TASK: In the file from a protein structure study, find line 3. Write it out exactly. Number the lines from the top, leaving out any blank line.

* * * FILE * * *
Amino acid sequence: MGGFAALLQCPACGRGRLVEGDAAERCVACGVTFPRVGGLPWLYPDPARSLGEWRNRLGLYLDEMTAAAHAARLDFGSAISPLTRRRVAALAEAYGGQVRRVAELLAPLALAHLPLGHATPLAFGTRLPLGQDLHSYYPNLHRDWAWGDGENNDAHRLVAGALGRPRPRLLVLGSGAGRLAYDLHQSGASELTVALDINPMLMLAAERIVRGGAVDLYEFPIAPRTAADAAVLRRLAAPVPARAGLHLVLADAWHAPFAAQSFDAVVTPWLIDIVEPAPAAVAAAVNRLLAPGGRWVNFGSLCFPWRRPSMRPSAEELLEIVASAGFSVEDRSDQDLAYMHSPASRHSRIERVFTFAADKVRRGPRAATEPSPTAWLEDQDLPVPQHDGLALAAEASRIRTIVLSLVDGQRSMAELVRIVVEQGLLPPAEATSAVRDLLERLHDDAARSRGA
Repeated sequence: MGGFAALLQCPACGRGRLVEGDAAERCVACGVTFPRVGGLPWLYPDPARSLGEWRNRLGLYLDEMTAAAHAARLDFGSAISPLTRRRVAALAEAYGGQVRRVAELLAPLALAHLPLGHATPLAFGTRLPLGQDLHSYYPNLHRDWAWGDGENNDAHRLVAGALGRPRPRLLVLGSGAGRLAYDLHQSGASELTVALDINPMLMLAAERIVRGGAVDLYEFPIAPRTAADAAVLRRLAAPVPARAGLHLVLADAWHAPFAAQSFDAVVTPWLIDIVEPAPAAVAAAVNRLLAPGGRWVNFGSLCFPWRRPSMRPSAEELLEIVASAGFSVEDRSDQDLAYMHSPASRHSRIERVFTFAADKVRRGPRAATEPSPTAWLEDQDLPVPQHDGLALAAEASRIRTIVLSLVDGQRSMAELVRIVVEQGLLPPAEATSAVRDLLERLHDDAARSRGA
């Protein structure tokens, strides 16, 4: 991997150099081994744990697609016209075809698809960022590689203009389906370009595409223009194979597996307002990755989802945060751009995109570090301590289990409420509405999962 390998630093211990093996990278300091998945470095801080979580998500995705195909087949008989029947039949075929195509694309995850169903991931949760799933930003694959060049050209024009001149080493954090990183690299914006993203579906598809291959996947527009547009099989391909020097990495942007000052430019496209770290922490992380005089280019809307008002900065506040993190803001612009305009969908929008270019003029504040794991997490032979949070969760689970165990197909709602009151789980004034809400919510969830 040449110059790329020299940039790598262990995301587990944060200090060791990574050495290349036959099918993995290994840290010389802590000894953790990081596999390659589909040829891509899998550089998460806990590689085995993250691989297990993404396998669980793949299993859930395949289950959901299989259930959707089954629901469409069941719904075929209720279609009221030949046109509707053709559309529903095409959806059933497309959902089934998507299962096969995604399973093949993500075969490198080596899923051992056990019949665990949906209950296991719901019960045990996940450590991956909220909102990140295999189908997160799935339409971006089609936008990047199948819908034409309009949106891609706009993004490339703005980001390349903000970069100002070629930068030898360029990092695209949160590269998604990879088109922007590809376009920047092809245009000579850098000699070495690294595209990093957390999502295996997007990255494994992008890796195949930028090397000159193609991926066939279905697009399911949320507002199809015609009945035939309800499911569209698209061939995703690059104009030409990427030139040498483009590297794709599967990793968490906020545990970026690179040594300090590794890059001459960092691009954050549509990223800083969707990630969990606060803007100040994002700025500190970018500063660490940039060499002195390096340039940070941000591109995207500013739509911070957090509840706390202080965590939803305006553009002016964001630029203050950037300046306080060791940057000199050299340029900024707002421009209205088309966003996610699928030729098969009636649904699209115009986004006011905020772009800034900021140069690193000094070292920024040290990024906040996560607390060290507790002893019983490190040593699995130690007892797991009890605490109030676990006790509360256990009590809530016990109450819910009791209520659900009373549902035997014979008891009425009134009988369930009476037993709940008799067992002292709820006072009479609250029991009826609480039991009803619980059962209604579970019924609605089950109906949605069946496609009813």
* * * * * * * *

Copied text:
């Protein structure tokens, strides 16, 4: 991997150099081994744990697609016209075809698809960022590689203009389906370009595409223009194979597996307002990755989802945060751009995109570090301590289990409420509405999962 390998630093211990093996990278300091998945470095801080979580998500995705195909087949008989029947039949075929195509694309995850169903991931949760799933930003694959060049050209024009001149080493954090990183690299914006993203579906598809291959996947527009547009099989391909020097990495942007000052430019496209770290922490992380005089280019809307008002900065506040993190803001612009305009969908929008270019003029504040794991997490032979949070969760689970165990197909709602009151789980004034809400919510969830 040449110059790329020299940039790598262990995301587990944060200090060791990574050495290349036959099918993995290994840290010389802590000894953790990081596999390659589909040829891509899998550089998460806990590689085995993250691989297990993404396998669980793949299993859930395949289950959901299989259930959707089954629901469409069941719904075929209720279609009221030949046109509707053709559309529903095409959806059933497309959902089934998507299962096969995604399973093949993500075969490198080596899923051992056990019949665990949906209950296991719901019960045990996940450590991956909220909102990140295999189908997160799935339409971006089609936008990047199948819908034409309009949106891609706009993004490339703005980001390349903000970069100002070629930068030898360029990092695209949160590269998604990879088109922007590809376009920047092809245009000579850098000699070495690294595209990093957390999502295996997007990255494994992008890796195949930028090397000159193609991926066939279905697009399911949320507002199809015609009945035939309800499911569209698209061939995703690059104009030409990427030139040498483009590297794709599967990793968490906020545990970026690179040594300090590794890059001459960092691009954050549509990223800083969707990630969990606060803007100040994002700025500190970018500063660490940039060499002195390096340039940070941000591109995207500013739509911070957090509840706390202080965590939803305006553009002016964001630029203050950037300046306080060791940057000199050299340029900024707002421009209205088309966003996610699928030729098969009636649904699209115009986004006011905020772009800034900021140069690193000094070292920024040290990024906040996560607390060290507790002893019983490190040593699995130690007892797991009890605490109030676990006790509360256990009590809530016990109450819910009791209520659900009373549902035997014979008891009425009134009988369930009476037993709940008799067992002292709820006072009479609250029991009826609480039991009803619980059962209604579970019924609605089950109906949605069946496609009813």